Wednesday, February 29, 2012

Davy Jones meets his locker.

Davy Jones of Monkees fame dead of heart attack at 66

Last Modified: Feb 29, 2012 04:58PM
Davy Jones, an actor-turned-singer who helped propel the made-for-TV band The Monkees to the top of the ratings and the pop charts and into rock ‘n’ roll history, died Wednesday in Florida.
Jones, lead singer of the 1960s group that was assembled as an American version of The Beatles, died of a massive heart attack in Indiantown, where he lived, his publicist Helen Kensick said.
Jones, 66, had complained he wasn’t feeling well earlier in the morning. Fire-rescue personnel responded, taking him to Martin Memorial Hospital, where he was pronounced dead.
Jones had attended a performance of his wife Jessica Pacheco’s flamenco dance group last week at which he seemed well, according to a friend who said the former pop star was working on a new musical.
Jones was a former jockey and child actor in his native England. He rose to fame in 1965 when he was picked for the rock band The Monkees, which was formed by Hollywood producers Bob Rafelson and Bert Schneider to star in a comedy TV show called “The Monkees” about a band called, naturally, The Monkees. The show would include the band performing a song.
The Monkees quickly stormed radio and TV airwaves with a string of chart-topping songs that went on to sell an estimated 65 million copies worldwide.
Musical ability wasn’t paramount in casting the band and show. While Mike Nesmith and Peter Tork had some musical experience, Micky Dolenz, like Jones, had been a child actor.
The band was meant to evoke The Beatles, already famous for their music and the movies “A Hard Day’s Night” and “Help!” Each role was loosely patterned after one of The Beatles, with Jones as The Monkees’ version of Paul McCartney.
In August 1966, The Beatles, performing in San Francisco, played their last live set for a paying audience. The same month, The Monkees released their first album, introducing the world to the group that would star in the NBC series when it premiered in September 1966.
The show caught on thanks not only to the music but also its fast-paced comedy, inspired as much by the Marx Brothers as The Beatles. As David Bianculli noted in his
Dictionary of Teleliteracy, “The show’s self-contained music videos, clear forerunners of MTV, propelled the group’s first seven singles to enviable positions of the pop charts: three number ones, two number twos, two number threes.”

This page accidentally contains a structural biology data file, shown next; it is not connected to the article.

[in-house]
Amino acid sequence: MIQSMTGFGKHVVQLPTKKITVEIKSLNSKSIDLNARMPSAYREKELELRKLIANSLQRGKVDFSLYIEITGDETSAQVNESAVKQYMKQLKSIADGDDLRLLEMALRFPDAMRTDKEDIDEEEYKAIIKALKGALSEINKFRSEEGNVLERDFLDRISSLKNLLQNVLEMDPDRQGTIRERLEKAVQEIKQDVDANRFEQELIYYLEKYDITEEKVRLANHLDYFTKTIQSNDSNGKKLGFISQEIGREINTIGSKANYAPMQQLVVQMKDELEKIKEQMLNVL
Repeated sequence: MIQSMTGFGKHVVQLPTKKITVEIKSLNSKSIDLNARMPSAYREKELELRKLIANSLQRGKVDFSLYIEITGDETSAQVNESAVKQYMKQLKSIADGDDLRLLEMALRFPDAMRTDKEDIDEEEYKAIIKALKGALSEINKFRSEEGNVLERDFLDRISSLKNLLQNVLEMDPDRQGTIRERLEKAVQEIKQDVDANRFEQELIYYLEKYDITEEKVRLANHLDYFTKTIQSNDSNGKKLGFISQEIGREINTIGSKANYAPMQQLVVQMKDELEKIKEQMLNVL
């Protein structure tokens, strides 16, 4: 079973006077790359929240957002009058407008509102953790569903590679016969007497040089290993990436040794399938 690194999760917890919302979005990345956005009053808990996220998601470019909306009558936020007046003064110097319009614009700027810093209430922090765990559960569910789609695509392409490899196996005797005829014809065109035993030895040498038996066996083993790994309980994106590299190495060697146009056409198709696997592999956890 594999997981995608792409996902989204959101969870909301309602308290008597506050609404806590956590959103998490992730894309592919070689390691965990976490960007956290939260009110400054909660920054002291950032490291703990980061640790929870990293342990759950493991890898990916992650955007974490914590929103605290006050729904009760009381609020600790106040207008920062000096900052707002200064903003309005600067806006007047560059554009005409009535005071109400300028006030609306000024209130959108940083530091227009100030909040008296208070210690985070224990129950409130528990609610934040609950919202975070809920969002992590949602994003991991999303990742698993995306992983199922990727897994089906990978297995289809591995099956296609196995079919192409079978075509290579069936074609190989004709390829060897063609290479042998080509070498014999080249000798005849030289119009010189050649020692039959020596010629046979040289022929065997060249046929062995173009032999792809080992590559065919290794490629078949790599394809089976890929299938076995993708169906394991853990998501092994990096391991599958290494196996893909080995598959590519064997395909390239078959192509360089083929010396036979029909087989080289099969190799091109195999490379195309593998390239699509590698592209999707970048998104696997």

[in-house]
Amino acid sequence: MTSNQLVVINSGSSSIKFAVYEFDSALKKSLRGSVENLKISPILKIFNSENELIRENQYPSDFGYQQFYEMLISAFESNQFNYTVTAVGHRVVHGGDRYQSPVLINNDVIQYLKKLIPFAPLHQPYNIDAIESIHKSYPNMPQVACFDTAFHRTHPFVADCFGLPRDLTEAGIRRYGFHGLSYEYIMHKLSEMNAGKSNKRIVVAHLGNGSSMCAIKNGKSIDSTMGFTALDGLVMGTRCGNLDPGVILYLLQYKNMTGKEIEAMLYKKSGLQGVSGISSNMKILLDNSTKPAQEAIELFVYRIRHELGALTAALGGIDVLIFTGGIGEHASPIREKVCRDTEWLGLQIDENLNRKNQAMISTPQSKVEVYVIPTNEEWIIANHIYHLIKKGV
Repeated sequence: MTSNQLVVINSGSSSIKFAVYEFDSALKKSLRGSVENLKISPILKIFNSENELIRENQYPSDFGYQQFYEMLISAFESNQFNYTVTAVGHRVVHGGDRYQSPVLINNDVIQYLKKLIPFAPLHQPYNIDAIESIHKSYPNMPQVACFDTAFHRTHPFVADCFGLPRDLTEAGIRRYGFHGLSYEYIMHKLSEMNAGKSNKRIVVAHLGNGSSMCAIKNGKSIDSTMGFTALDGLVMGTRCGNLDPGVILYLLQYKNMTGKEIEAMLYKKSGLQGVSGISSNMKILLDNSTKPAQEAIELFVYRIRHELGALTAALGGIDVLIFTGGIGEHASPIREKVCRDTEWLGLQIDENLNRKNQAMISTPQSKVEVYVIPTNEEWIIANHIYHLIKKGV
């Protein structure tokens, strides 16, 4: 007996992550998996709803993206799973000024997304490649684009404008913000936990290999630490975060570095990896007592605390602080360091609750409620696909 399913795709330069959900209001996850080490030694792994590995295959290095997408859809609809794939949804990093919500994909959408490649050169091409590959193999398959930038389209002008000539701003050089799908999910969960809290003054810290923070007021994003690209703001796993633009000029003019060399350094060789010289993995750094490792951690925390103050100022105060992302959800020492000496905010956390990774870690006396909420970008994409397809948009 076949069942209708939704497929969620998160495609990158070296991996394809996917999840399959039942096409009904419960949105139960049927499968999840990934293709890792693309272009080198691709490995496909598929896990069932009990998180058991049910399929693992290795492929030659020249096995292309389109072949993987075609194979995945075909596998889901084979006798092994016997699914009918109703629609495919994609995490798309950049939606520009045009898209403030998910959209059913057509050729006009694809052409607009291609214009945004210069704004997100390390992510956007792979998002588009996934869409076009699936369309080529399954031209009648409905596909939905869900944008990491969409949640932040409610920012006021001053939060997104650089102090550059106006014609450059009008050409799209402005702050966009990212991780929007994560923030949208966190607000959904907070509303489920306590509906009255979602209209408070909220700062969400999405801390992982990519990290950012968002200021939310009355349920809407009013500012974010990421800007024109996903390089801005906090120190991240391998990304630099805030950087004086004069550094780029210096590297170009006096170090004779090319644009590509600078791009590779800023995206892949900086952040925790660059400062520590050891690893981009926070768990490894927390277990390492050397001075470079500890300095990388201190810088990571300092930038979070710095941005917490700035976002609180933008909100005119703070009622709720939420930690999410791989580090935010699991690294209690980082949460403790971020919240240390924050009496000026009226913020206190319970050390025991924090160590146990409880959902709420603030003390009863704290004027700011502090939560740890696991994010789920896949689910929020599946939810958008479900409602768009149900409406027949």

At 5-feet-3, Jones was, by far, the shortest member of the group — a fact often made light of on the show. But with his youthful good looks and lead vocals on songs including “Daydream Believer,” he was also the group’s heartthrob. And with the pronounced accent that he never lost, Jones was, in some ways, The Monkees’ direct connection to Beatlemania.
But The Monkees came under fire from music critics when it was learned that session musicians — and not the group’s members — played the musical instruments on their early recordings. They were derided as the “Prefab Four,” an insulting comparison to The Beatles’ nickname, the “Fab Four.”
In reality, Jones could play the drums and guitar, and although Dolenz learned to play the drums only after he joined the group, he could also play guitar, as could Nesmith.
Nesmith also wrote several of The Monkees’ songs, as well as songs for others. Tork, who played bass and keyboards on the TV show, developed into a multi-instrumentalist.
The group eventually prevailed over the show’s producers, including music director Don Kirchner, and began to play their own instrumentals.
And they had enviable behind-the-scenes talent to support them, including Carole King and Gerry Goffin, who wrote “Pleasant Valley Sunday,” and Neil Diamond, wo wrote “I’m a Believer.” Musicians who played on their records included Billy Preston, Glen Campbell, Leon Russell, Ry Cooder and Neil Young. Jimi Hendrix famously played with the band on tour.
The group also released the 1968 film “Head,” derided at the time as a psychedelic mishmash notable only for an appearance by Jack Nicholson. It has since come to be considered a cult classic by Monkees fans.
Still, after just two seasons and 58 episodes, the series flared out. It was cancelled in the summer of 1968.
Jones left the band in late 1970, and the band broke up over creative differences in 1971.
That same year, he recorded the solo hit “Rainy Jane” and made a series of appearances on TV shows including “Love, American Style” and “The Brady Bunch.” He played himself in a wildly popular episode of “The Brady Bunch” that aired in late 1971 in which he makes an appearance at Marcia Brady’s school dance after Marcia, as president of her school’s Davy Jones Fan Club, promised her classmates she could get him to show up.
The band reunited from time to time for brief tours, usually without Nesmith, the latest one in 2009.
All four band members came together for a 1996 album, “Justus,” and a subsequent TV movie “Hey, Hey, It’s The Monkees!” that saw them still living in the same house and still traveling in the Monkeemobile — just like old times.
Jones, who is also survived by four daughters from previous marriages, continued to make appearances on TV and stage. But it was the fame of The Monkees that pulled him back to that era time and time again. On his website, he recalled during auditions for the show when all four men finally were put together in a scene.
“That’s it,” he recalled everyone around him saying: “Magic.”

Copyright © 2012 — Sun-Times Media, LLC

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